Once the riot subsides, the Kam Air employee tells us we will be departing at 7 p.m. Seasoned Kabul residents express dismay, since they know that flights never, ever land in Kabul after dark. Also, a Kam Air plane crashed into a mountain on a snowy day almost exactly three years ago.
6:30 p.m. Kam Air tells us our flight has been canceled. We are stuck in departures. Our bags, quite properly, are en route to arrivals. No one has any idea how to unite us with them. A security force of small men who are generally complacent to the point of negligence, becomes amazing riled up when we try to leave departures to go back through to arrivals. It is decided that the only possible way we can clear immigration (and thus reach our bags, at arrivals) is to relinquish all 115 of our passports to a gate attendant, who, as far as we know, will put them in a bag and go off to have an extended smoke and coffee break before returning to us, having conveniently forgotten both the purpose of his excursion, and our travel documents.
6:30 and 1 second p.m. Passengers protest. Loudly.
7:30 p.m. The gate official has been persuaded to see reason, primarily because a burly Australian contractor's promised to turn his face into oatmeal if he tries to take our passports away.
8 p.m. Finally in line at immigration, we find ourselves having to argue with the immigration officials, who are apparently opposed to doing their jobs. They say there is no way they can get 115 of us through immigration because – wait for it – we all have different immigration circumstances (visas, no visas, entry stamps, deportees). We agree that yes, that is true, and that is why we all go through one at a time instead of in a big mob (the kindergarten thing again). It takes the better part of half an hour to convince them.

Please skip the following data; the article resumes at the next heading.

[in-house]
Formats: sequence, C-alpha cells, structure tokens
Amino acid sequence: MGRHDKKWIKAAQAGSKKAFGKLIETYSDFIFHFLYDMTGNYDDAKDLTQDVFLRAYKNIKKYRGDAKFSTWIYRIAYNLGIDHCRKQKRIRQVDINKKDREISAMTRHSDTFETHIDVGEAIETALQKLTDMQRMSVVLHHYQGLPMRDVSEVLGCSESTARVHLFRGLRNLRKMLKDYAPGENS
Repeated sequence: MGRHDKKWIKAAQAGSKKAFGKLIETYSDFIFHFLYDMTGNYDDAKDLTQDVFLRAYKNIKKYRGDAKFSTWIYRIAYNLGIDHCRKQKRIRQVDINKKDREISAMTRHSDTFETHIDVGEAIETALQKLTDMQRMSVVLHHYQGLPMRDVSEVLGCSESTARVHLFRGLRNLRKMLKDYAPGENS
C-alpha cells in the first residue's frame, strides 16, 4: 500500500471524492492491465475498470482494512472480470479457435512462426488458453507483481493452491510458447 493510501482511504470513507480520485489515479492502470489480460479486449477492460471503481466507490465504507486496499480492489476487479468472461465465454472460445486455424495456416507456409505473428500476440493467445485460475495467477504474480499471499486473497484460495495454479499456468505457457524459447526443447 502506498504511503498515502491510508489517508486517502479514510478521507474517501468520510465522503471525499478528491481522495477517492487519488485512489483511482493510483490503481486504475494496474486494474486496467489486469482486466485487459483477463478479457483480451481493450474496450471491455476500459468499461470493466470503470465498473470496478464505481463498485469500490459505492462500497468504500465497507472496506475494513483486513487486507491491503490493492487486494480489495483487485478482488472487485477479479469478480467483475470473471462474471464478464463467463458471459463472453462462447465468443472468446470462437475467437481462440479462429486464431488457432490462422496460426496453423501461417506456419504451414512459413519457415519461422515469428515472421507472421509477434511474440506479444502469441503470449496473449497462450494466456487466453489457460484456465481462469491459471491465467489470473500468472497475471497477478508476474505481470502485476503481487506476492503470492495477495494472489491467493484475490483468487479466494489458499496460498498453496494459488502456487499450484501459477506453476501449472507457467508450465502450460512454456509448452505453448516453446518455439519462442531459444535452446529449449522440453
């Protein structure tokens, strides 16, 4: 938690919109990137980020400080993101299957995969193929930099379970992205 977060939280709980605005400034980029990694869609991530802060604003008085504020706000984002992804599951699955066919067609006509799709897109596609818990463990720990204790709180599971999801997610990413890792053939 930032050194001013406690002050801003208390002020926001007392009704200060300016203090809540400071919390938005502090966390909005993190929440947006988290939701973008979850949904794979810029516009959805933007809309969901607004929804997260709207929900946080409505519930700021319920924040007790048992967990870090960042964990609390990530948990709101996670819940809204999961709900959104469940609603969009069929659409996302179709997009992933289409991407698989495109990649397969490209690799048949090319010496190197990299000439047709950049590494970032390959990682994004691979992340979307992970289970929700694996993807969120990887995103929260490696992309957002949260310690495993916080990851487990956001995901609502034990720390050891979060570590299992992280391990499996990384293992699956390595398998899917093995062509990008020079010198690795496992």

9 p.m. We finally make it through immigration, collect our baggage, and are waiting in line for a cab to our hotel.
10 p.m. We check into a hotel and then head to a noodle shop (appropriately named Yum!) for some much-needed food.
11 p.m. We pass out on the bed.
3:45 a.m. Wake up call. Totally refreshed, we spring out of bed, check out, and head back to Danger Depot. Aside from confusion over departure times and gates; the usual, elbow-thrusting mob of people; and the fact that we took off two hours late, this morning was unremarkable. I had this exchange with the security guy after the metal detector detected metal in my shoes:
Guy: You have gun?
Guy: You have bomb?
Guy: You have knife?
Guy: You have grenade?
Guy: OK. If you have gun, shoot only the pilot.
And he walked away chuckling with the air of a man who knows he is blessed not only with an unparalleled sense of humor, but incomparable good looks to boot.
We got on the plane.
We did not look our best.
I passed the time by arranging the more interesting items at my disposal into unconventional configurations, and then taking photographs of them. Like this Kam Air barf bag and our wedding rings.
Then we landed at the airport in Kabul, and there was much rejoicing.
And then our driver handed us bulletproof vests and asked us to put on our seat belts.
The End. For Now.